Agree with it or not, you can not argue that the annual A&M Bonfire is a tradition unlike any other in the world. Not built out of twigs or palettes or scraps, the Aggie Bonfire is built by students from trees lumbered and transported by students and is a project that runs practically all through the fall semester. Traditionally, the Bonfire is lit before the annual "game" with t.u. (can it really be called just a game? LOL) at an amazingly huge Yell Practice. Tradition has it that if Bonfire stands past midnight, the Aggies will beat the ever lovin' hell out of the Longhorns.
I can't even begin to tell you all the traditions behind the building of Bonfire. Basically, the "red pots" are the seniors that supervise, the "brown pots"...well I kind of look at them as the foremen. There were also "pink pots" taking care of the refreshments.... of course all this referred to the hard hats you had to wear. All of the wood used is chopped down by hand and loaded into trucks by hand from the cut site, which is typically land the power company donates for A&M's use. Of course the disclaimer is that the trees used are not suitable for lumber or other uses :-)
As the logs start rolling in... no pun intended, they are sorted by size and laid out near the stack site, which is now on the NE corner of campus. I may get corrected on this, but the largest logs are saved for the bottom tier and usually have the organization's name that cut it carved on the side, whether it be a corps unit, residence hall, etc.
And of course, this all culminates with the topping on the cake... I mean fire... "The t.u. frat house" which is a burnt orange outhouse with an effigy of Bevo (their mascot) inside and an "Austin City Limits" sign on top of all that mess. Strange additions, I know, but somehow someday in the glory days of Bonfires, the outhouse and the city limits sign used to be "appropriated" by corps members... now of course they are legally acquired :-)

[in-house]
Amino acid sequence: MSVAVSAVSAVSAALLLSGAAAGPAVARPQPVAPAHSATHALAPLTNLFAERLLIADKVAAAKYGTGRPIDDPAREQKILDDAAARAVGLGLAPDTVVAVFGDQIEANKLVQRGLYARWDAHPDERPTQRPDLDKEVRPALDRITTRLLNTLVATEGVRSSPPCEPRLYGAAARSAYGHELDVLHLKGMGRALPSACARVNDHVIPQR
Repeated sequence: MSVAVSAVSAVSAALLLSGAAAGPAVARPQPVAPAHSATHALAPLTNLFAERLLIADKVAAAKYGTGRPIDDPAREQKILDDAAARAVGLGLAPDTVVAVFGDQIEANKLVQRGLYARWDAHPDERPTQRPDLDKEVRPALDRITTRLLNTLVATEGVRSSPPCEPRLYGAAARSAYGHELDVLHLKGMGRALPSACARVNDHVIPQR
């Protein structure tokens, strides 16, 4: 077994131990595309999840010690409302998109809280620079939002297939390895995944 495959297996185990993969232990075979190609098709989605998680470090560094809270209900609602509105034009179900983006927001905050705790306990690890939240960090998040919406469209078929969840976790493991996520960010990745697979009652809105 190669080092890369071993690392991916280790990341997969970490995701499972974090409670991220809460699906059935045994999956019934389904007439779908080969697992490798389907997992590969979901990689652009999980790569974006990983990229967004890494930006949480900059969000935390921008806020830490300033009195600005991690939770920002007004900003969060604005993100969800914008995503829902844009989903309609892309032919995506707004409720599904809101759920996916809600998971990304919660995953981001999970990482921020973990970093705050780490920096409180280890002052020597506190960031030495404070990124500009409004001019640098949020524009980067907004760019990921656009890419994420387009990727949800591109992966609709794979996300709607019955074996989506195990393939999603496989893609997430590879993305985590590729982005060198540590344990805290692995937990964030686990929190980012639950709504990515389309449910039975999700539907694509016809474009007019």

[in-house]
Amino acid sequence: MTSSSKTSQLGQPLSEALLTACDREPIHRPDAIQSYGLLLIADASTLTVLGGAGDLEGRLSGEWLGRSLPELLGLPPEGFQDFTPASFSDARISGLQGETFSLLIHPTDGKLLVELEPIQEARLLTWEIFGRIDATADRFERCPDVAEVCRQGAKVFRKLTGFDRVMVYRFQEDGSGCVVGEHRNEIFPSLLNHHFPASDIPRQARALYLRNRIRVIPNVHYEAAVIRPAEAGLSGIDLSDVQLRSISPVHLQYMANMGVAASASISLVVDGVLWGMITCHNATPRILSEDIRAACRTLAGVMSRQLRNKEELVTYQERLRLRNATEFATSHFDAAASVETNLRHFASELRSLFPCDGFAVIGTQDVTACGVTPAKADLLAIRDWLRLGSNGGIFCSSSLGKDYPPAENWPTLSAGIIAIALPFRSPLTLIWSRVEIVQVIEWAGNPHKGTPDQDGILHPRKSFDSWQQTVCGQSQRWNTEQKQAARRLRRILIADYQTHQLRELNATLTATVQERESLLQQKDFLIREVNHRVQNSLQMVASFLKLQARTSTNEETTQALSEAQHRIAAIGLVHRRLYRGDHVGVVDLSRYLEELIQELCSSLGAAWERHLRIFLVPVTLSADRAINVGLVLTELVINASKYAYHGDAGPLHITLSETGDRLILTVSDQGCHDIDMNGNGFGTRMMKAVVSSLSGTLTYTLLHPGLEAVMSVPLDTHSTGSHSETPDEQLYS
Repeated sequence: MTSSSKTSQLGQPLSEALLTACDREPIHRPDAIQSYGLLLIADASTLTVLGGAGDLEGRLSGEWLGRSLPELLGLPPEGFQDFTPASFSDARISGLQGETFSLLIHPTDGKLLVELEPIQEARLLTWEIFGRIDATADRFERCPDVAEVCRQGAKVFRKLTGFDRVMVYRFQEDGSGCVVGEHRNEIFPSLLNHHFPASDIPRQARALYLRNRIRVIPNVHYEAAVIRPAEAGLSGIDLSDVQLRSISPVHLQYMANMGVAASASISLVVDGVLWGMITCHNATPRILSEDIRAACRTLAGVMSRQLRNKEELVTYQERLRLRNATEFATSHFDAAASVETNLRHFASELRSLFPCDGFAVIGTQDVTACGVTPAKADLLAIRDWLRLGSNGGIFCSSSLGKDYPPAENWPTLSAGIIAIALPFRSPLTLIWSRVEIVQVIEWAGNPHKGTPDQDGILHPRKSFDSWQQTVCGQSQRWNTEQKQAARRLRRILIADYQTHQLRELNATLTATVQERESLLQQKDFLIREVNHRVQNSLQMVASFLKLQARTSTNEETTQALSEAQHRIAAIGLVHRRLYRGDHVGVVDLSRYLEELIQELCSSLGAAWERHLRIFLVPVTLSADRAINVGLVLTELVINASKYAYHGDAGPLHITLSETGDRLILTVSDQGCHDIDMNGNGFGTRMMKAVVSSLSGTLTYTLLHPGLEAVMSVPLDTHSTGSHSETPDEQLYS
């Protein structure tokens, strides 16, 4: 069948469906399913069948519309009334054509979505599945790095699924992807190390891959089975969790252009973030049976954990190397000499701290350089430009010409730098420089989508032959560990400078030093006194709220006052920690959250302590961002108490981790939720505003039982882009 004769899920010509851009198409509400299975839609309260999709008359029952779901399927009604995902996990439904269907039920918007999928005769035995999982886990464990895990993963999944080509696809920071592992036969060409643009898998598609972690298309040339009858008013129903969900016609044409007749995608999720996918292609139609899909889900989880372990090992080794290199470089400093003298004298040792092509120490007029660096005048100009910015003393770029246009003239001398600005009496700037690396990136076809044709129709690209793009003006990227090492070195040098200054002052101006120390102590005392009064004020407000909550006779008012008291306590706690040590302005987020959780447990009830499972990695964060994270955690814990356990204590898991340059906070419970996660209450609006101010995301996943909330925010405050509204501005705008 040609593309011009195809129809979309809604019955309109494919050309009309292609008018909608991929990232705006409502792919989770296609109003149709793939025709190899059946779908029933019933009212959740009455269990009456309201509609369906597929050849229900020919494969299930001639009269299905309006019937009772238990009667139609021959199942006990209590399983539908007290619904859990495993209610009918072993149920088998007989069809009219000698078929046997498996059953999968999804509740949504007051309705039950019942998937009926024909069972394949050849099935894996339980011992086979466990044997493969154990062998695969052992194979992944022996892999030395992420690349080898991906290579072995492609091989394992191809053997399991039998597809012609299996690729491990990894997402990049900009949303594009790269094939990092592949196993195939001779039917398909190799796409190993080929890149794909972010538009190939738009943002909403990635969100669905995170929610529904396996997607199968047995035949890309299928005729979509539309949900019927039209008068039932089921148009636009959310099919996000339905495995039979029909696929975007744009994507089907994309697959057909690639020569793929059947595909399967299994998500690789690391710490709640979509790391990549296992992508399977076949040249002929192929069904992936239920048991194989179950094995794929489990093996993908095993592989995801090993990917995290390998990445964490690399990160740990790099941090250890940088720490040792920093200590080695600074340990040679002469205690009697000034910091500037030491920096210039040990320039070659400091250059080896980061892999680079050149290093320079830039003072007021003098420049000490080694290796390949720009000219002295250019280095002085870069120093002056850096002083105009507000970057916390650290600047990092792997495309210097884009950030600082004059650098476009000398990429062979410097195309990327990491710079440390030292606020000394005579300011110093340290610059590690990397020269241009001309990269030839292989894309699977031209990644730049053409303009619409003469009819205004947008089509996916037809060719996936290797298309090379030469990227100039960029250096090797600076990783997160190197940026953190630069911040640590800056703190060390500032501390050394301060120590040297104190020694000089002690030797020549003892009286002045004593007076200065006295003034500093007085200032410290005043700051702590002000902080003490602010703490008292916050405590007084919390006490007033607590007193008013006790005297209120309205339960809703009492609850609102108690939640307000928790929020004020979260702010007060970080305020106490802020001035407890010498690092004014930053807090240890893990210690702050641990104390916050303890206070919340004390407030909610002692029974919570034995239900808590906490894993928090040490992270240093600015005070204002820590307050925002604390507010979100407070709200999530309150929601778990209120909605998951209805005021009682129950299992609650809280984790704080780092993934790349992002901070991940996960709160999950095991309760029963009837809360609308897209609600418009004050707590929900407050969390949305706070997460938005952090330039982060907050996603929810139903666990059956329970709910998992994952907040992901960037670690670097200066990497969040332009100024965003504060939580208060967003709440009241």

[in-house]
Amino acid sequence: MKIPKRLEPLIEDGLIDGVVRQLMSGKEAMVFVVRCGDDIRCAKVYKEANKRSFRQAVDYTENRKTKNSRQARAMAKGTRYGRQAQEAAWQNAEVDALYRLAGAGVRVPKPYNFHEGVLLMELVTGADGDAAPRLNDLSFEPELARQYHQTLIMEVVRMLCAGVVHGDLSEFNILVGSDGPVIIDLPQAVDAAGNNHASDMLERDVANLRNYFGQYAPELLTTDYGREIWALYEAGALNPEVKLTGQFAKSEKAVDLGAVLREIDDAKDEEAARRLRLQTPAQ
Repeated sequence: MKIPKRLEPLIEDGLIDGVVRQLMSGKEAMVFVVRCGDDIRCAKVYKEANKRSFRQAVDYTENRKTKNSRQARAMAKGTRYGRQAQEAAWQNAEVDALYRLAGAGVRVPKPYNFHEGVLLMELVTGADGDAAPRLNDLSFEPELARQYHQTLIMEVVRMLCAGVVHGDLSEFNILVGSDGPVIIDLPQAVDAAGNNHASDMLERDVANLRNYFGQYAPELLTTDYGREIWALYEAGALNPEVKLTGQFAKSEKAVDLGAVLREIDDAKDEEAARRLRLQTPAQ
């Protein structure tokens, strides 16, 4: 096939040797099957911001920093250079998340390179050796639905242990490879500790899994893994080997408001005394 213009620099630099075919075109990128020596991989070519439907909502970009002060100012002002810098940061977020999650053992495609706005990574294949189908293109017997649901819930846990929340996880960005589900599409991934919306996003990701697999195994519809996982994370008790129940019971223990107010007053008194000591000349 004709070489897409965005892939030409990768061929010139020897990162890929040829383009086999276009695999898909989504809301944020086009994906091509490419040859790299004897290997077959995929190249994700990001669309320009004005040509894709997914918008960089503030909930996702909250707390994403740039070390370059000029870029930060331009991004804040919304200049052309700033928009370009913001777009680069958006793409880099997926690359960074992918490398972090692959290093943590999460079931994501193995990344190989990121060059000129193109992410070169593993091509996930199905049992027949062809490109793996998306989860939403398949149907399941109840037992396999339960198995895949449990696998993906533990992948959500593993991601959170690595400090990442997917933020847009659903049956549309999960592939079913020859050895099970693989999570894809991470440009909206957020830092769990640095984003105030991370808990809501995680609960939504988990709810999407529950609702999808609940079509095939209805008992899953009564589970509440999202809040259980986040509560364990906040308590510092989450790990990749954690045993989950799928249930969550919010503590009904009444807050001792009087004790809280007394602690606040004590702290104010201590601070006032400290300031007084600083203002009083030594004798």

But as many of you may know, in November of 1999, the Bonfire collapsed, killing 12 students. It has been suspended since then, and is currently scheduled to resume in 2002, pending a "re-engineering" of the process to insure the safety of everyone involved. If you have never been a part of the A&M community or been around Bonfire, you may have a hard time imagining the sense of loss - just as we can only imagine the sense of loss the victims' families live with now. The coming together during this time amazed me, as well as the compassion shown across the state, even by the teasippers on the eve of our most bitter storied rivalry game.
Yell Practice for the t.u. game in 1999 was quite a bit more somber than usual....
But hopefully soon, we can get things ironed out and have Bonfire restored to active duty... I have heard all kinds of rumors regarding how it will be reduced in size, or students will be taken out of the construction aspect, but even a smaller Bonfire will be an extraordinary sight that shouldn't be missed if you have the chance to see it!